“What is the date today?” The editor asked acting on a hunch.
“August 11, 1946, of course,” Roger answered.
“The August part is right,” was the response, “but the year is 2016.”
“That’s impossible,” Roger exclaimed. “You’re just saying that!”
The older man picked up an unopened copy of the Trojan and held it so that Roger could see the date. “Look,” he said quietly.
Roger stared at the paper, not comprehending what he was seeing. “How can this be,” he mumbled. “Why do I think it’s 1946? Why do I think I spent three years in the Service? Why do I think I’m me?”
“You may be suffering from amnesia, Roger. May I call you Roger. Please call me Ed.”
“I couldn’t be having amnesia, Ed. You said I look young. If I had lived through all the years since 1946, I would be an old man!”
“There could have been something on that road that affected you, Roger,” Mr. Request commented. “Maybe something spiritual. A higher power could had seen something special in you. I have to accept what you’re telling me as being accurate. Wait a moment, I’ll look you up on the white pages.” He turned to his computer and did some Google searching while Roger looked on in wonderment.
“There aren’t any Brockhursts in Scotia,” he said.
“We haven’t had our phone very long,” Roger responded. “It’s been hard getting things we want right after the war. My dad had put his name on a list for a new family car and is still waiting.”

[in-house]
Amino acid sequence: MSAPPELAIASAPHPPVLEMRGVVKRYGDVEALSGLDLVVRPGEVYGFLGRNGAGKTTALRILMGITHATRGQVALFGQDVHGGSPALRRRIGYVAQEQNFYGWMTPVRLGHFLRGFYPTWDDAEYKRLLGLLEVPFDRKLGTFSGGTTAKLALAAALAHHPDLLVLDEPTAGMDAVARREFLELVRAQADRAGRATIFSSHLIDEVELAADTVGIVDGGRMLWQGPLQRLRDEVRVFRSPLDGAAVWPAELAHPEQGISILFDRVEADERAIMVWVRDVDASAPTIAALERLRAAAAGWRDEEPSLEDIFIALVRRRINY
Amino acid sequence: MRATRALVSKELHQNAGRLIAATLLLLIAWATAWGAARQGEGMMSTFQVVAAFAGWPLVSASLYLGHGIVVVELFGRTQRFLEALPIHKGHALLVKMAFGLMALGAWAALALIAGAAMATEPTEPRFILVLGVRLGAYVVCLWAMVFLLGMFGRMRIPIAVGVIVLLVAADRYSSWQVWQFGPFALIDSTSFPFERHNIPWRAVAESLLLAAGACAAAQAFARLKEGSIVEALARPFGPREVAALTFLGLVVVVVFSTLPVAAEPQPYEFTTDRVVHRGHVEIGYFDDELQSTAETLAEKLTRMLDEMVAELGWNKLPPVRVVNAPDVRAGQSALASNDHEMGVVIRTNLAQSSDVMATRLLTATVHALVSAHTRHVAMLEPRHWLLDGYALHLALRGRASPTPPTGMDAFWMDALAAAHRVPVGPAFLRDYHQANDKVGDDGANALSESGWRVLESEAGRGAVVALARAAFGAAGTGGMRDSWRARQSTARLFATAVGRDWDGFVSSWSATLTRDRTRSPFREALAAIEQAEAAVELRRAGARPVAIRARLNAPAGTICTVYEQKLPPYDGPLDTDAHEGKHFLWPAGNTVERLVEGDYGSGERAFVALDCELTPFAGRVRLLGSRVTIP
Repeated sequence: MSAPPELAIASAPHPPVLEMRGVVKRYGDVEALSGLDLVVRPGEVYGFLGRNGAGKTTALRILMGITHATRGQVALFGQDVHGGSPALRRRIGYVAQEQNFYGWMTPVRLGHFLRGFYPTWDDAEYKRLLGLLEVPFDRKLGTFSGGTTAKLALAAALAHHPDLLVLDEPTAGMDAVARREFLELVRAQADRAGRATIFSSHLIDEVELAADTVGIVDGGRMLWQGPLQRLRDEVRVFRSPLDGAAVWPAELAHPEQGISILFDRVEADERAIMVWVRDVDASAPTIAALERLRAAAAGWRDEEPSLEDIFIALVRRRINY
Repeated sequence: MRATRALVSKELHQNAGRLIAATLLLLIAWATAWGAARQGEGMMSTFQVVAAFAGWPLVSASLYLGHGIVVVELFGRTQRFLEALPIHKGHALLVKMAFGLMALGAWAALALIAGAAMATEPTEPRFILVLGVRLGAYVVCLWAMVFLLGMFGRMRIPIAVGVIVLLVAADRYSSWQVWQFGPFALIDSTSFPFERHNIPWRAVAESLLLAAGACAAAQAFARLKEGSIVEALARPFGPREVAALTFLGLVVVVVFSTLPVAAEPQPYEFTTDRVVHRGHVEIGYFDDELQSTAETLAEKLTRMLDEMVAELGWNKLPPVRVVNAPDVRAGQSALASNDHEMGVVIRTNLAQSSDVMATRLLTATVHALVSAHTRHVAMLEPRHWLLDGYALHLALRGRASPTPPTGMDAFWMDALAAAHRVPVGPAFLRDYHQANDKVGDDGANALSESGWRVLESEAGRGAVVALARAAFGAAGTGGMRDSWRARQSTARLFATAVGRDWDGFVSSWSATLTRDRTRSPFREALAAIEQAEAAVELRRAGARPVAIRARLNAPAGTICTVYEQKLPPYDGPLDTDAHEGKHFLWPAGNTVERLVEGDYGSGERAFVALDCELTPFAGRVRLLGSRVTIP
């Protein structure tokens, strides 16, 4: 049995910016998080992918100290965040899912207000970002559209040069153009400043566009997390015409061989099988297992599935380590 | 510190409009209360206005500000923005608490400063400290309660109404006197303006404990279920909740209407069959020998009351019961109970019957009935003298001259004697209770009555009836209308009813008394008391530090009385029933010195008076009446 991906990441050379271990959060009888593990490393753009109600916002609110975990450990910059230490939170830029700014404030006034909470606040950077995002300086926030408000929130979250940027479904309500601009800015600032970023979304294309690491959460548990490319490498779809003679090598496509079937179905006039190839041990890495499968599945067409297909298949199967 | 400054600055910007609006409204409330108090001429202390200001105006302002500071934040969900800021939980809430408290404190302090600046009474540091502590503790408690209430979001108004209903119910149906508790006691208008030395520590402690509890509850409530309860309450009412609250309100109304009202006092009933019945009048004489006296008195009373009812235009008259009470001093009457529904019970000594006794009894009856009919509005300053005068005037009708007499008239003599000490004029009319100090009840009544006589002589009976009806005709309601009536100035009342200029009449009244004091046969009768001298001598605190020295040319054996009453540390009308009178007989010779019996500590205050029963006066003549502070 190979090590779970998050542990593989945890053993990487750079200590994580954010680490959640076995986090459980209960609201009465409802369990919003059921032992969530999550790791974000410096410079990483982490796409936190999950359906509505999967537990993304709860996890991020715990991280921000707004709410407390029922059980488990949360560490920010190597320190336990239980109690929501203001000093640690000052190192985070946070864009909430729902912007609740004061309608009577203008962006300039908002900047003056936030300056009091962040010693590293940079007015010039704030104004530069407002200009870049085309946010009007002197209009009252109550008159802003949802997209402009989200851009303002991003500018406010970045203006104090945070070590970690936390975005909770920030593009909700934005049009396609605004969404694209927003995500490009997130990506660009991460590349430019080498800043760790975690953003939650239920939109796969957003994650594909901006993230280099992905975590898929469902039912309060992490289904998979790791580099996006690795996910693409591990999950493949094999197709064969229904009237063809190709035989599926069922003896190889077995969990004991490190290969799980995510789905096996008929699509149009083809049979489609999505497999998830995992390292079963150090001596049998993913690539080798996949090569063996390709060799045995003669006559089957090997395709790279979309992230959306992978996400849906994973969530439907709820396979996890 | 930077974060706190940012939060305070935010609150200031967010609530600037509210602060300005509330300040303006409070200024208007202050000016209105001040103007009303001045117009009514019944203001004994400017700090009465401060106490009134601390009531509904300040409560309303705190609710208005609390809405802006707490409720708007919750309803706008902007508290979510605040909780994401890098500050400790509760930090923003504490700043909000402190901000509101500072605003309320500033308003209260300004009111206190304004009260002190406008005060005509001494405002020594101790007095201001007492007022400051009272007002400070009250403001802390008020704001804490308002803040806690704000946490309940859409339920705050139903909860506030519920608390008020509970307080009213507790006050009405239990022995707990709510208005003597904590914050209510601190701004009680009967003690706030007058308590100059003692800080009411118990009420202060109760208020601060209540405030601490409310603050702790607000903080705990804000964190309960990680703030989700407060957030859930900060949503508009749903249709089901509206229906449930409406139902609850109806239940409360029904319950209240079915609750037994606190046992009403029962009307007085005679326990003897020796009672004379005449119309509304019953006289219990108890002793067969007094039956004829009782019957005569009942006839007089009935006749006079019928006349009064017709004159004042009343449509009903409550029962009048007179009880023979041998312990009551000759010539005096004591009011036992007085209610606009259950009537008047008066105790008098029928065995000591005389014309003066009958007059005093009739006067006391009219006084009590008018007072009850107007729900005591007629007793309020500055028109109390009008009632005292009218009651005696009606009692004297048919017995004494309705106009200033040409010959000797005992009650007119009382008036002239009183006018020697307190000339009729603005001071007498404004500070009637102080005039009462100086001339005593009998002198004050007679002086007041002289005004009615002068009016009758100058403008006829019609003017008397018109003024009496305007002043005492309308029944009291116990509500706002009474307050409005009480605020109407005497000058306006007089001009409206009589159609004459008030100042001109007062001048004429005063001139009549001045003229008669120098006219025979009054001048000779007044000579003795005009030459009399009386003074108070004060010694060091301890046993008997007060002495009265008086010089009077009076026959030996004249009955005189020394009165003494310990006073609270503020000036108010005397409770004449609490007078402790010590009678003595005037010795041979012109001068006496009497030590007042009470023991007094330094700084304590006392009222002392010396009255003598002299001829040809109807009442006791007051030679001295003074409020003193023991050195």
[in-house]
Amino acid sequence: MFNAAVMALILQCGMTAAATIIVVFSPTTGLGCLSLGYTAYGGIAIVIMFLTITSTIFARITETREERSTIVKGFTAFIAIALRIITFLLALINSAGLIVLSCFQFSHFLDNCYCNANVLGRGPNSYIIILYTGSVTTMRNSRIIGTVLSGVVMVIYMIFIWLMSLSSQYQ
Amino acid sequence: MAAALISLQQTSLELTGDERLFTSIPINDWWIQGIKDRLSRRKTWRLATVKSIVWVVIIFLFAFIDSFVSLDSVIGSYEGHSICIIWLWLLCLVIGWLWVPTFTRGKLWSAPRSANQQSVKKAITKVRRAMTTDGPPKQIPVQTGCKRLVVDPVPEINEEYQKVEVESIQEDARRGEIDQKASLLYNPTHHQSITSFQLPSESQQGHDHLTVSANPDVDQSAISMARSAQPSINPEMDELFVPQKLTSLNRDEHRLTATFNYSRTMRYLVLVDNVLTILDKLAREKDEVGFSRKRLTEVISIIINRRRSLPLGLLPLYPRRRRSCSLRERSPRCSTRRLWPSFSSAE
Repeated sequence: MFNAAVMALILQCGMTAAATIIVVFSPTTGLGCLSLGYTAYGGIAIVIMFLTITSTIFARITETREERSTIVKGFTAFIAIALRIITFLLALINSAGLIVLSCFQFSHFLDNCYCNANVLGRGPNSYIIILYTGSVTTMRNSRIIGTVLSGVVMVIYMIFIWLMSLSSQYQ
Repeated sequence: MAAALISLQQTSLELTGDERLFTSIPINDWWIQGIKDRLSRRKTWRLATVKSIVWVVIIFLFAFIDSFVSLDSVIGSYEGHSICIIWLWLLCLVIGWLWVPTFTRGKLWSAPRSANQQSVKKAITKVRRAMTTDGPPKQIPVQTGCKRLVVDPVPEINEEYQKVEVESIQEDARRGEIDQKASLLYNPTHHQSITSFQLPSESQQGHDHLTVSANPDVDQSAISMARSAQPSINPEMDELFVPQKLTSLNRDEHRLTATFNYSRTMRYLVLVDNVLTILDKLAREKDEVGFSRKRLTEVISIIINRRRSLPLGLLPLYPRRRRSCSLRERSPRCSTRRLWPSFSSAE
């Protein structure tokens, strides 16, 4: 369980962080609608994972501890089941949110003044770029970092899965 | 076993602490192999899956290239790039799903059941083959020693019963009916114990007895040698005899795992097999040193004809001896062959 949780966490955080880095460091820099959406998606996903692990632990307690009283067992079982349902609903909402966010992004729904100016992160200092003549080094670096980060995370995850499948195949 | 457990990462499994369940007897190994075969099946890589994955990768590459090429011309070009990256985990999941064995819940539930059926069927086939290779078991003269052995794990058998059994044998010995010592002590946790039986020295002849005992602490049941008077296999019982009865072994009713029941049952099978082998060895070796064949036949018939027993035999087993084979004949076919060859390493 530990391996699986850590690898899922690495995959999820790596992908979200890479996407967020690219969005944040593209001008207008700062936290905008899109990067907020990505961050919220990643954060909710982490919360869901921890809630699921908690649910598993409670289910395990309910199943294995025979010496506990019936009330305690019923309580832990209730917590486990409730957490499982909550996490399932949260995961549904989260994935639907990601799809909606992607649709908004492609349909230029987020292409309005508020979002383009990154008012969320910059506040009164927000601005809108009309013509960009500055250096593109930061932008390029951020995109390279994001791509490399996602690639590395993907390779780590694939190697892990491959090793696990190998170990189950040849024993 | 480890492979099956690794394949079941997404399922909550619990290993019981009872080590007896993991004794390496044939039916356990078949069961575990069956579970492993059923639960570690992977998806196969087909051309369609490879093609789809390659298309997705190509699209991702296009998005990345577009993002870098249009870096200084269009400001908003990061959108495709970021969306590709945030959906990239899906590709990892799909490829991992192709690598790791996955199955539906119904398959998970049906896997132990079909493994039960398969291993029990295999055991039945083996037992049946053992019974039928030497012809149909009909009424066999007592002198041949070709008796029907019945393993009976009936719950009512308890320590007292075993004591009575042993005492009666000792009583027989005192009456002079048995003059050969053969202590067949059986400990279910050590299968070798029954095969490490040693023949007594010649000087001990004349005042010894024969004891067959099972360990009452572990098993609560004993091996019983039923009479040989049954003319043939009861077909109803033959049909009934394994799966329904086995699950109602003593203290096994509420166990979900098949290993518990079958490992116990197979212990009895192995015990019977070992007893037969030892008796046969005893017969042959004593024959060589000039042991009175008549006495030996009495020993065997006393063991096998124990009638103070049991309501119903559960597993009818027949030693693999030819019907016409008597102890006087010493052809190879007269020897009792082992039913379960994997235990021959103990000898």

“If you have, somehow, come 2016, Roger, would you want to go back?
“I don’t know. I may not have a choice. What is it like living in 2016,” Roger asked.
“It’s a difficult world to live in,” Roger, “much tougher than 1946. But there are many opportunities and challenges that did not exist then for people who want to accept them. We have television which allows viewing of what’s happening all over the world; computers, with which you can extend your powers of your mind; an internet that allows one to be in instant contact with others throughout the world. Human beings had gone to the moon and returned safely. There are so many things I could say to bring you up to date, it would take months to describe them all. Comparing 2016 to 1946 would be like comparing an adult to a toddler.”
Roger did not respond for some time. Then he said, “I would prefer living in your age than in mine.”
“Wouldn’t you miss your times, friends, parents, service buddies?”
“Yes, but you mentioned challenges. It seems to me that if life is worth living, I could live it harder and better in this world than in the world I left this morning.”
Mr. Brockhurst said, “I think what we ought to do is try to learn more about what has happened to you – or for you – to discover whether you have options for the future. If yes, you can make a decision about your future at that time; if no, I’ll help you build a springboard from which you can leap to the future. If it turns out that you’ll be staying with us, I would like to be the first to say, welcome you to our world!